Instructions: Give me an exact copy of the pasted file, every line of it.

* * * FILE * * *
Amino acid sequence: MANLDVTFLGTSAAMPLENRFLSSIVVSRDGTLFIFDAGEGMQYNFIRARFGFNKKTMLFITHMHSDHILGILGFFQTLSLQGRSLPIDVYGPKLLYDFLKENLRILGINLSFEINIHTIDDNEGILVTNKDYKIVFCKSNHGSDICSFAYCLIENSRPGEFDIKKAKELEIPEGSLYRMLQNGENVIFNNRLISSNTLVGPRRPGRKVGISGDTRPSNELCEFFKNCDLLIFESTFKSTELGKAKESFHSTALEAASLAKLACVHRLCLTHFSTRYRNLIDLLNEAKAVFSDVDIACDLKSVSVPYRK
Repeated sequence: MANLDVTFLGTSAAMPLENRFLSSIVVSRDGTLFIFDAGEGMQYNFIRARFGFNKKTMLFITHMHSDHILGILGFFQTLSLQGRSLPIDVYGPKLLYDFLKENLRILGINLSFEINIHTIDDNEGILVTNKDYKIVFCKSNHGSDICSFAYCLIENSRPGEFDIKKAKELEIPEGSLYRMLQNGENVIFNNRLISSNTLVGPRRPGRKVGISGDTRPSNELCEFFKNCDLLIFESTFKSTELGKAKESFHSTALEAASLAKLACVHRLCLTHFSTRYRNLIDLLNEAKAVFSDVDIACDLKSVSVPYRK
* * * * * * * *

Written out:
Amino acid sequence: MANLDVTFLGTSAAMPLENRFLSSIVVSRDGTLFIFDAGEGMQYNFIRARFGFNKKTMLFITHMHSDHILGILGFFQTLSLQGRSLPIDVYGPKLLYDFLKENLRILGINLSFEINIHTIDDNEGILVTNKDYKIVFCKSNHGSDICSFAYCLIENSRPGEFDIKKAKELEIPEGSLYRMLQNGENVIFNNRLISSNTLVGPRRPGRKVGISGDTRPSNELCEFFKNCDLLIFESTFKSTELGKAKESFHSTALEAASLAKLACVHRLCLTHFSTRYRNLIDLLNEAKAVFSDVDIACDLKSVSVPYRK
Repeated sequence: MANLDVTFLGTSAAMPLENRFLSSIVVSRDGTLFIFDAGEGMQYNFIRARFGFNKKTMLFITHMHSDHILGILGFFQTLSLQGRSLPIDVYGPKLLYDFLKENLRILGINLSFEINIHTIDDNEGILVTNKDYKIVFCKSNHGSDICSFAYCLIENSRPGEFDIKKAKELEIPEGSLYRMLQNGENVIFNNRLISSNTLVGPRRPGRKVGISGDTRPSNELCEFFKNCDLLIFESTFKSTELGKAKESFHSTALEAASLAKLACVHRLCLTHFSTRYRNLIDLLNEAKAVFSDVDIACDLKSVSVPYRK